Unveiling the Mysteries of Heterophylly: A Dive into the Genome of Rorippa aquatica

Unveiling the Mysteries of Heterophylly: A Dive into the Genome of Rorippa aquatica
Like

Share this post

Choose a social network to share with, or copy the shortened URL to share elsewhere

This is a representation of how your post may appear on social media. The actual post will vary between social networks

450 million years ago, the transition of plants from aquatic to terrestrial life marked a pivotal moment in evolution. As plants adapted to life on land, they developed protection mechanisms against drying. On the other hands, land plant lost their ability to survive underwater.

Some plants, known as aquatic plants, returned to aquatic environments. These plants underwent significant changes, developing soft, tender bodies and small, narrow leaves to withstand water currents. They are exclusively aquatic and cannot survive on land.

In contrast, amphibious plants, which can thrive in both terrestrial and submerged conditions, have evolved unique adaptations to cope with fluctuating environments. These plants, often found in riparian zones, exhibit heterophylly, a phenomenon where they develop leaves with different morphological and physiological characteristics in response to water levels. This adaptation allows them to form hard leaves in terrestrial conditions, similar to typical land plants, and soft, dissected leaves underwater, akin to aquatic plants. Heterophylly has independently evolved in various plant taxa and serves as a typical example of convergent evolution.

Rorippa aquatica, an amphibious plant native to North America, shows remarkable heterophylly in response to environmental cues such as temperature, light, and submergence. Its leaves become more dissected and narrow when submerged than when on land.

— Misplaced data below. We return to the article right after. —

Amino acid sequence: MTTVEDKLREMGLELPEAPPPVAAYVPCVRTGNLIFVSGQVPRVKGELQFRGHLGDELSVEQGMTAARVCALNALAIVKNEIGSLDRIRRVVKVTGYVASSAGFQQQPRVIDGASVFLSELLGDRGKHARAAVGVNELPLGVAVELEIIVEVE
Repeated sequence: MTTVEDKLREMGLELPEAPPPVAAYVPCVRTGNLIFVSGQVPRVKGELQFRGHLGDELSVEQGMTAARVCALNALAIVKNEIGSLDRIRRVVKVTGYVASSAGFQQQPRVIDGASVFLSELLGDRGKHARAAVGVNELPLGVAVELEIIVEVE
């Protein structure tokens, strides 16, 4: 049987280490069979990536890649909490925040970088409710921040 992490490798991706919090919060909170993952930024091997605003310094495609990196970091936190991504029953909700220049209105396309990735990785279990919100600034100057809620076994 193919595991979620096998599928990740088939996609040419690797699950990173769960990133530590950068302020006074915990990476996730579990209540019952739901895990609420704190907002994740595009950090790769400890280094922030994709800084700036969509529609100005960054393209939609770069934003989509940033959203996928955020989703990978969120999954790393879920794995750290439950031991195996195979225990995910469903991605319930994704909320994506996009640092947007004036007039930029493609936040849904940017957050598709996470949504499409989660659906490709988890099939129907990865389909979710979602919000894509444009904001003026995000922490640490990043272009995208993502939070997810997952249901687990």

leaves of R. aquatica grown under terrestrial and submerged conditions
leaves of R. aquatica grown under terrestrial and submerged conditions

 Being a member of the Brassicaceae family and closely related to Arabidopsis thaliana, R. aquatica is an ideal model for studying heterophylly. However, the genome information, which is needed for molecular analysis, of R. aquatica had been lacking.

In our study, the genome of R. aquatica was fully assembled and annotated using next-generation sequencing technology. The genome consists of 15 chromosomes with a total length of approximately 450 Mbase, containing 46,197 genes, significantly larger than related diploid species. Comparative genomics revealed that R. aquatica underwent tetraploidization, with chromosomes clustered into two subgenome groups. One subgenome (subgenome A) is closely related to R. islandica, diverging 4.2 million years ago, while the other (subgenome B) separated from an ancestor of subgenome A species 7.2 million years ago, suggesting allopolyploidization.

Evolutionary scheme of the formation the allotetraploid genome of R. aquatica
Evolutionary scheme of the formation the allotetraploid genome of R. aquatica

Transcriptome analysis identified differentially expressed genes between aerial and submerged conditions related to pathways such as shade avoidance, leaf polarity, and response to plant hormones. Ethylene, a plant hormone, was found to induce submerged-type leaves even in terrestrial conditions, indicating its role as a signal for heterophylly in response to submergence. Because ethylene accumulates underwater, it likely plays a role in the shared submergence response among amphibious plants.

The assembly of the R. aquatica reference genome provides valuable insights into the molecular mechanisms and evolution of heterophylly. While there is much more to uncover about the molecular mechanisms underlying heterophylly, the establishment of genomic information for R. aquatica paves the way for future research in this area.

Please sign in or register for FREE

If you are a registered user on Research Communities by Springer Nature, please sign in

Subscribe to the Topic

Evolutionary Biology
Life Sciences > Biological Sciences > Evolutionary Biology
Plant Evolution
Life Sciences > Biological Sciences > Plant Science > Plant Evolution
Plant Ecology
Life Sciences > Biological Sciences > Plant Science > Plant Ecology

Related Collections

With collections, you can get published faster and increase your visibility.

Biology of reproduction

For this Collection, we encourage submissions that push forward our understanding of reproduction and its impact on offspring in both model organisms and human studies.

Publishing Model: Open Access

Deadline: Jul 10, 2024